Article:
A Valley News Publication

Sorry for being a little bit quiet over here lately; we have been dealing with some ~news~


Click the image to read the full story from Wednesday’s Valley News.

Yes, as my partner here pointed out the other day, it’s true, I am taking on this new challenge. (Thanks so much, Amanda!)

So yeah, apologies for going MIA for a while but we’ve some ch-ch-changes going on over here and will do our best to update UV INDEX as much as we can as we handle ’em. Thanks for reading and thanks for your support.

Oh yeah …

And one more thing …

Thanks for the chips!

The Upper Valley’s own Sir Babygirl makes NPR

I’ve only seen Sir Babygirl perform once, at the Main Street Museum, and the set was truly a tour de force — got ya laughin’, thinkin’ and perhaps most importantly, very dancin’.

And now Sir Babygirl, aka Kelsie Hogue, has been highlighted by NPR Music. They wrote about her new music video for “Haunted House.”

As of right now, Sir Babygirl has two additional tracks available on Spotify: “Heels” and “Flirting With Her,” and they are both bangin’. You can also follow her on Instagram @sir_babygirl. It’s a treat.


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According to NPR, Sir Babygirl’s debut album “Crush on Me” comes out Feb. 15 via Father/Daughter Records.


Check out this beautiful music video featuring an Upper Valley animator’s work

Yayyyy, Bona! It’s so beautiful!

Animator Bona Bones, who has graced the pages of the Valley News and UV INDEX a number of times, did the animation work for the music video for “Over The Moon,” a single by the Los Angeles-based psychedelic soul band The Marías.

This is the same video that Valley News features writer David Corriveau let you know about last month, before it was released. It’s been on YouTube since last Friday and already has more than 40,000 views!

And, jussayin, four of them in the last 12 minutes are from me. ¯\_(ツ)_/¯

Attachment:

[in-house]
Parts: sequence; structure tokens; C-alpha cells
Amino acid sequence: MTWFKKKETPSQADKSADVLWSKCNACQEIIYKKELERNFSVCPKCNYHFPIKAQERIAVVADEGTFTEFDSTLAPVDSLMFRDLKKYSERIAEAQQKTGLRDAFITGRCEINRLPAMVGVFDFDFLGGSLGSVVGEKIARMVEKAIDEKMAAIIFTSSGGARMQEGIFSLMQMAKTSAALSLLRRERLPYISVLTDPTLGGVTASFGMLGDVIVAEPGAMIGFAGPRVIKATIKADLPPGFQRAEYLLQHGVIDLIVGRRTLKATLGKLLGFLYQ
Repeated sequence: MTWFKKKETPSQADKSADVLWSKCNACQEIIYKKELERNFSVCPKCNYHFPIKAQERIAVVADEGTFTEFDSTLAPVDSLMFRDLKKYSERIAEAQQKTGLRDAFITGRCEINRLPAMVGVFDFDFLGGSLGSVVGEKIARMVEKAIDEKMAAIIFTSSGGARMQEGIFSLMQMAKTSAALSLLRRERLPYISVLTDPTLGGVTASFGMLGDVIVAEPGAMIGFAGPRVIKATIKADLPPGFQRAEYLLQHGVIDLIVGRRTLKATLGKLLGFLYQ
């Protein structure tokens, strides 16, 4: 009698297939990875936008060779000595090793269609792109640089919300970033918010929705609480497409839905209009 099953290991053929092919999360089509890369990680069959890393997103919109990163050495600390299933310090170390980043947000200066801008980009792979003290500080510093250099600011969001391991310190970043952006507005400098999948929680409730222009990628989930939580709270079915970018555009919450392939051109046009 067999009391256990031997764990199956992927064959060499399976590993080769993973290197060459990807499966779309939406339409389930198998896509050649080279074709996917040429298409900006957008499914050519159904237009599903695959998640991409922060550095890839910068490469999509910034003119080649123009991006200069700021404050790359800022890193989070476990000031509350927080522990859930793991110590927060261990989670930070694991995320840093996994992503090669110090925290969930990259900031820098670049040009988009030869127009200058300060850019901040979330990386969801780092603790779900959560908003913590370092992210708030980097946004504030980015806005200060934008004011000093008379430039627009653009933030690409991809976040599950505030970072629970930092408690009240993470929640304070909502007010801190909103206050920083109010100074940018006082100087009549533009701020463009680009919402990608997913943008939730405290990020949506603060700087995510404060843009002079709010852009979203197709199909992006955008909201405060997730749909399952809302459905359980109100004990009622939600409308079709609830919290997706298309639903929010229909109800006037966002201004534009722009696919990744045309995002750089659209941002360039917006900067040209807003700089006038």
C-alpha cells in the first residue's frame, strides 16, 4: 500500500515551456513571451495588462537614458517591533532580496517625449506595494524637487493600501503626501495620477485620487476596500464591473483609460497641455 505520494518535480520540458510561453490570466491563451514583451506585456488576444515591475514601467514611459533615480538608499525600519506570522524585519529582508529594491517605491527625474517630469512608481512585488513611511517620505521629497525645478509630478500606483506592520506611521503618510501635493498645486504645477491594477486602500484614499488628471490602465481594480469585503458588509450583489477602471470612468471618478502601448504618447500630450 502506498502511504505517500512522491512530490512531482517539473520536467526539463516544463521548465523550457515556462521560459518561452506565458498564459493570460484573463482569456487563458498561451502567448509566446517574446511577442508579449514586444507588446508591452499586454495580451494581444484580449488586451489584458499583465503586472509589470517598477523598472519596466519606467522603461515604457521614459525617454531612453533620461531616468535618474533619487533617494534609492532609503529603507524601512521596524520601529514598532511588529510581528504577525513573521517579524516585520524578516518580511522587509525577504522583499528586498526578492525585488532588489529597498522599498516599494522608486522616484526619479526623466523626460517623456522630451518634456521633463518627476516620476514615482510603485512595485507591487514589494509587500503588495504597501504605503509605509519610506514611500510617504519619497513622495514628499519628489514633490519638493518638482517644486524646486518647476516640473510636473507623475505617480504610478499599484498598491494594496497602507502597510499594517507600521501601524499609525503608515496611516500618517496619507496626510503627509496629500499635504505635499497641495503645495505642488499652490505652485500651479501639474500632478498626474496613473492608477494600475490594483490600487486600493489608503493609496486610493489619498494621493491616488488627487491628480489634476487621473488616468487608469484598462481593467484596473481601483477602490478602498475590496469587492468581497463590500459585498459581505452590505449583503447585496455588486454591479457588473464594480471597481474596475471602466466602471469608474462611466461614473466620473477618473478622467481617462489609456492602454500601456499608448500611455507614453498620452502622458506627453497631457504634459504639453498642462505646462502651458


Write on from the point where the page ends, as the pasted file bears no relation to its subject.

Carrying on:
A still image from Bona Bones’ stop animation video for “Over the Moon,” a song by the Los Angeles band The Marias. (Courtesy Bona Bones)


Georgia-born, Nashville-based rock artist Ron Pope croons about White River Junction

White River Blumption earlier this year. Photo by yours truly.

Thanks to my colleague Matt Hongoltz-Hetling for the heads up on this: It seems we’re both way behind the curve, but did YOU know that since 2016, there’s been a country-ish pop-rock song by a touring artist about the Upper Valley’s favorite comeback kid? Because we did not.

Here is a snippet from Ron Pope’s description of the song “White River Junction,” via his YouTube:

“White River Junction” is the first song I wrote for this album and in my mind, it is the quickest route on the road to explaining “What does the new album sound like?” It’s a pretty vivid narrative; I saw a sign that said White River Junction when we were on tour in Vermont. I was sick and exhausted from months of non-stop traveling and anxious to get off the freezing bus at the next stop to get back on stage (which is the only place I ever want to be when we’re on tour). Every once in a while, on the road, I’ll look up how far we are from Atlanta even though I haven’t lived there in years; all I could think was, “Damn, we’re far from home.”

It also deals with drug use quite a bit (see the refrain, “Cocaine / cocaine / cocaine”), so there’s that. The song was posted in March 2016 and has more than 11,600 views on YouTube as of today.

Ron Pope was raised in Marietta, Georgia, and founded the record label Brooklyn Basement Records with his wife, Blair, in Nashville, according to his website and Wikipedia page. (And if it makes me sound old to cite a rock-and-roll artist’s Wikipedia page in describing him because of a song that came out more than two years ago, then that’s just how it’s gonna have to be.)


Closing time at the downtown Lebanon Listen thrift store after 41 years

See you at the former Bridgman’s furniture store.

Jeremy Hamel, left, and his father, Junior Hamel, put down vinyl plank flooring on Monday, Aug. 20, 2018, at the new Listen Community Services building in Lebanon, N.H. Listen hopes to open its new 8,000-square-foot flagship thrift store in early October. (Valley News – Jennifer Hauck) Copyright Valley News. May not be reprinted or used online without permission. Send requests to permission@vnews.com.